Thanks to Lionel Duperron and this free drum lesson, learning how to play the triple paradiddle has now become much easier. In this video, Lionel breaks down the sticking pattern of the triple paradiddle on a practice pad, so you can learn how to play it accurately. He then takes the triple paradiddle to the drum set, where he shares some ideas on how to incorporate it into your drum beats and drum fills.
The word “paradiddle” in the name of a rudiment, means that that particular pattern has two single strokes (para) followed by one set of doubles (diddle). The word “triple” in this case, conveys the existence of three sets of single strokes for each set of double strokes. You can count the triple paradiddle as 16th notes, or like so: R(par) L(a) R(par) L(a) R (par) L(a) R(did) R(dle). Due to its sticking pattern, the triple paradiddle naturally alternates within itself.
The triple paradiddle incorporates both the single paradiddle and the double paradiddle. Thus, knowing how to play them beforehand will actually make the triple paradiddle a very easy pattern to master.
Exercise #1 is a 16th note half-time drum beat where the triple paradiddle is scattered between the hi-hat and the snare drum. The left hand plays ghost notes and an accented shot on the snare drum, while the right hand plays the hi-hat. Once you have the hands mastered, add the bass drum on count 1 and on the “and” of count 1.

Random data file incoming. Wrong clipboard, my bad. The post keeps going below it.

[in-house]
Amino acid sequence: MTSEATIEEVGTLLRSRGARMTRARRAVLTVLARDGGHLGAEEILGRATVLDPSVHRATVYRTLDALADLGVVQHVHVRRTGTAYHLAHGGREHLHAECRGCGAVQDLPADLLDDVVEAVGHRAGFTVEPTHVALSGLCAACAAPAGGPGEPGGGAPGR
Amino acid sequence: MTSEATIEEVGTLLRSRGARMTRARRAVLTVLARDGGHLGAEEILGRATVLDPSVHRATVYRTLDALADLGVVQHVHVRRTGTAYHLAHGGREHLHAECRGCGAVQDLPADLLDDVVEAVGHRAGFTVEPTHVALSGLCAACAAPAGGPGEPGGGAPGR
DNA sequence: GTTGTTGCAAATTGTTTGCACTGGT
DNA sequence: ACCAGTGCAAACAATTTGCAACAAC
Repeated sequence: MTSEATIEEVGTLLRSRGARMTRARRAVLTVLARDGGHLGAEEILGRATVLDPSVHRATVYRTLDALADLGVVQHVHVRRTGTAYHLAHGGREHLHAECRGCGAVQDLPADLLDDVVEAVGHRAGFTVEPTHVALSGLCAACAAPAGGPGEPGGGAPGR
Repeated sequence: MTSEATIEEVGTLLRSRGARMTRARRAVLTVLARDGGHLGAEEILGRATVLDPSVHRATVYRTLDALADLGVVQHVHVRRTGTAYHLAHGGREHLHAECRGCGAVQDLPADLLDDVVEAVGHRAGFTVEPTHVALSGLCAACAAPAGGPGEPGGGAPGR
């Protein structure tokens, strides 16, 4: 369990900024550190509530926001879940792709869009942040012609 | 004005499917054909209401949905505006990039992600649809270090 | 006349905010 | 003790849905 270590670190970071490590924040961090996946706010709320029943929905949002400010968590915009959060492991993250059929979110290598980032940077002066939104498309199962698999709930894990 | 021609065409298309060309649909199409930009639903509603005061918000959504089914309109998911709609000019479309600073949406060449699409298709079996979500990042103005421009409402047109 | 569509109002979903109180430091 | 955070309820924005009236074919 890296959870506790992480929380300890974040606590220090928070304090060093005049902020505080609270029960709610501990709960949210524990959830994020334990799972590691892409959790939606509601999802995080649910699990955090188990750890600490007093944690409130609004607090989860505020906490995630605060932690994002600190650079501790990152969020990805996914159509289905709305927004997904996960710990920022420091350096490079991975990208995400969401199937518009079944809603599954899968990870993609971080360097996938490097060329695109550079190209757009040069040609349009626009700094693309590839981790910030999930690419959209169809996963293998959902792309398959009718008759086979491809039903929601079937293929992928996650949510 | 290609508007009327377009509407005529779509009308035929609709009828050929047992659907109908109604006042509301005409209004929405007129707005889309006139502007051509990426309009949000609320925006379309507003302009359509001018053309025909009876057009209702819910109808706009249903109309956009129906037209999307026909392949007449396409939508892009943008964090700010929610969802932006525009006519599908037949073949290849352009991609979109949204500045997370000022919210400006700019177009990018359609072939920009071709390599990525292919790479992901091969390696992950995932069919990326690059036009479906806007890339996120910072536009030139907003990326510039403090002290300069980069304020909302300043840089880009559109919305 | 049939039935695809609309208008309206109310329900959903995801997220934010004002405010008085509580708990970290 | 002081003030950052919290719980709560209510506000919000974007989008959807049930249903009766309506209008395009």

Exercise #2 is a 16th note half-time drum beat. Start by playing the previous exercise. As you’re performing it, move the right hand to the bow of the ride cymbal. Once that’s mastered, remove the bass drum stroke on the “and” of count 1 and add new strokes on all quarter notes.
Exercise #3 is a 16th note drum fill incorporating the triple paradiddle. In the first two counts the snare drum notes are ghosted with the left hand, while the right hand goes around the toms playing accented strokes. Once you get to count 3 it all reverses. The ghosted notes are played with the right hand on the floor tom, as the left hand plays accents around the toms.
Exercise #4 is a very melodic 16th note drum fill featuring two triple paradiddles. The left hand on the first one is kept on the hi-tom, while the right hand moves around the drums. With the second triple paradiddle it’s the complete opposite – the right hand is kept on floor tom, while the left hand moves around the drums.
Had enough of the triple paradiddle? If so, we advise you to check the free drum lesson on the single paradiddle-diddle. If not, check the free drum lesson “Triple Paradiddle Speed” to learn how to increase the speed at what you play the Triple Paradiddle.